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The Lord of hosts is upon my side; the God of Jacob is my defence. Oh! so strongly as this binds and obliges me to suffer, and count all joy now to go up this ladder! And I had occasion to be at several other meetings, I bless the Lord for it; I bless the Lord, that ever He made choice of me, who was a miserable sinner, to lay down my life for His cause. And so I die not by constraint or force; but willingly at His command.

"There is another clause in my indictment, and sentence of death. They say, 'That I walked up and down the country, murdering, destroying, and oppressing the subjects:' But I say, I did never mind [i.e., intend] the like. And so they have, as they have done to many an one, assized and sentenced me wrongously; for I did never mind to murder or rob any man. Therefore I am clear to charge them guilty of my blood, and to give my testimony against them, as murderers of the servants and people of God, in their being about the service and worship of God; as I was.

"In the next place—

"1. I believe that all the Scriptures of the Old and New Testament are the word of the eternal and ever living God, given by divine inspiration; and that every duty commanded therein ought to be obeyed and performed upon the greatest peril and hazard; and that every crooked and false way should be avoided and guarded against, whatever be the seeming advantages which may accompany the embracing of it; under the pain of being led forth with the workers of iniquity, when He shall pronounce peace on His Israel.

"2. I give my witness, and join my adherence to the Confession of Faith, the Larger and Shorter Catechisms, National and Solemn League and Covenant, with our Solemn Acknowledgment of sins and Engagement to duties.

"3. I adhere to the Church government by General Assemblies, Synods, Presbyteries, and Kirk Sessions, according as it was established in the year 1648.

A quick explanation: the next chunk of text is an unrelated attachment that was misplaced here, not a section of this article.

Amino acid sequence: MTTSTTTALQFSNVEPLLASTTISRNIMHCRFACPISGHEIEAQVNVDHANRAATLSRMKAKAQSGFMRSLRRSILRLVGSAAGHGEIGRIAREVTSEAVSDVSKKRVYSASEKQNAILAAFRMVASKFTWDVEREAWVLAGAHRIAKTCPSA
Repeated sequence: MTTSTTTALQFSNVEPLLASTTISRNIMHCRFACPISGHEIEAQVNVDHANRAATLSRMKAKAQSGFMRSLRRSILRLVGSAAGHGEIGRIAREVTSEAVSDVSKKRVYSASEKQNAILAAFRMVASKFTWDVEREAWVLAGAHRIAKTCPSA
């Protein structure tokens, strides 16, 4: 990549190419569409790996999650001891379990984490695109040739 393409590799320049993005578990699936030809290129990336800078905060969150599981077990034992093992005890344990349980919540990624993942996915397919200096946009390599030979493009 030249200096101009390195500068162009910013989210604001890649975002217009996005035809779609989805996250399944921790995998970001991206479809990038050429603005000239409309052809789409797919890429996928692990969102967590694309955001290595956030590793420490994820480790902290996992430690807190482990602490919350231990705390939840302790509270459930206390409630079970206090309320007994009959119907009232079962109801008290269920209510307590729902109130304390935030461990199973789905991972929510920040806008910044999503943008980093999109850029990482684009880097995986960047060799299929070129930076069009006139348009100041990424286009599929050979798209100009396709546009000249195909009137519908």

"4. I give my testimony to that faithful declaration at Rutherglen, the z9th of May 1679.

"5. I adhere and give my testimony to the Declaration at Sanquhar, June 22, 1680, together with the paper gotten at the Queensferry upon Henry Hall, June 3, 1680.

"6. I give my testimony, and set to my seal, to all the former testimonies sealed by the blood of them who have been murdered on scaffolds, in the fields, and in the sea, from the year 1660, to this day; by all the imprisonments and banishments of exiled and wandering ones; and by all the spoilings and robbings, oppression, stigmatizing, scourging, and booting, and other horrid cruelties, which have been committed by the enemies of our Lord Jesus Christ.

"On the other hand—

"1. I enter my protestation before the Judge of all, both living and dead, before whom I am to appear within a little time, against all the encroachments made upon the prerogatives of our Lord Jesus Christ, particularly against Popery, Quakerism, and Prelacy, and all their underlings and the joiners with them; and against all Supremacy, which is contrary to the word of God; and against all Erastianism; and against both the Indulgences, first and last; and all the joiners with, connivers at, and supporters of it; and against the silence in watchmen at this day, in not giving faithful warning, according to that in Isaiah Iviii. 1: 'Cry aloud, spare not, lift up thy voice like a trumpet, and shew my people their transgression, and the house of Jacob their sins ;' and against their ambiguous and dark applications, so that the sin of the times is not touched, lest they irritate the magistrate, and bring themselves in hazard of our Lord's cross; which was an evil, creeping in long ago, which the Assembly condemned in the ministers, and ordered them to be suspended, if they did not amend, and, seeing no humiliation for such a great sin, they were to be deposed.